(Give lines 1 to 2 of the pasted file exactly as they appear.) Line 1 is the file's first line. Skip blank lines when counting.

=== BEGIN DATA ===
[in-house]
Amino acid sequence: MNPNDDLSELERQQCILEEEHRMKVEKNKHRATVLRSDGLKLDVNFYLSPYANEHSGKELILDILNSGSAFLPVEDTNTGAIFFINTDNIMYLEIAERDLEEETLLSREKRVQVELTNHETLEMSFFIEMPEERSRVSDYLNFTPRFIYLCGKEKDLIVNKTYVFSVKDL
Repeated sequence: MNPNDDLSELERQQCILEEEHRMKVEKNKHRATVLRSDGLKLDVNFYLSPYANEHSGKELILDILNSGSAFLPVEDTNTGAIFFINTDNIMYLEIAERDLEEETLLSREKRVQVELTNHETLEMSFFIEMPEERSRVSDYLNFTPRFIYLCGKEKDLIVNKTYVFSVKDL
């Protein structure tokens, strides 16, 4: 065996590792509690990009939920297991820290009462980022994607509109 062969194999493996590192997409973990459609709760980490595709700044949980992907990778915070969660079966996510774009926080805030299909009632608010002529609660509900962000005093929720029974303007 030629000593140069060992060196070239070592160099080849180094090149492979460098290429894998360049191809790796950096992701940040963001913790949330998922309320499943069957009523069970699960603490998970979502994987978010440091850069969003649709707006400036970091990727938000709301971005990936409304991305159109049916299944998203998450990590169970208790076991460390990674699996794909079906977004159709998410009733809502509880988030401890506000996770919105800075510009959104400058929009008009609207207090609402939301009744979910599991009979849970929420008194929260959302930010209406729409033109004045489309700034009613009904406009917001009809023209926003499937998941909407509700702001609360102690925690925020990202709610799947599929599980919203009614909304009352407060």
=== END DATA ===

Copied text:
[in-house]
Amino acid sequence: MNPNDDLSELERQQCILEEEHRMKVEKNKHRATVLRSDGLKLDVNFYLSPYANEHSGKELILDILNSGSAFLPVEDTNTGAIFFINTDNIMYLEIAERDLEEETLLSREKRVQVELTNHETLEMSFFIEMPEERSRVSDYLNFTPRFIYLCGKEKDLIVNKTYVFSVKDL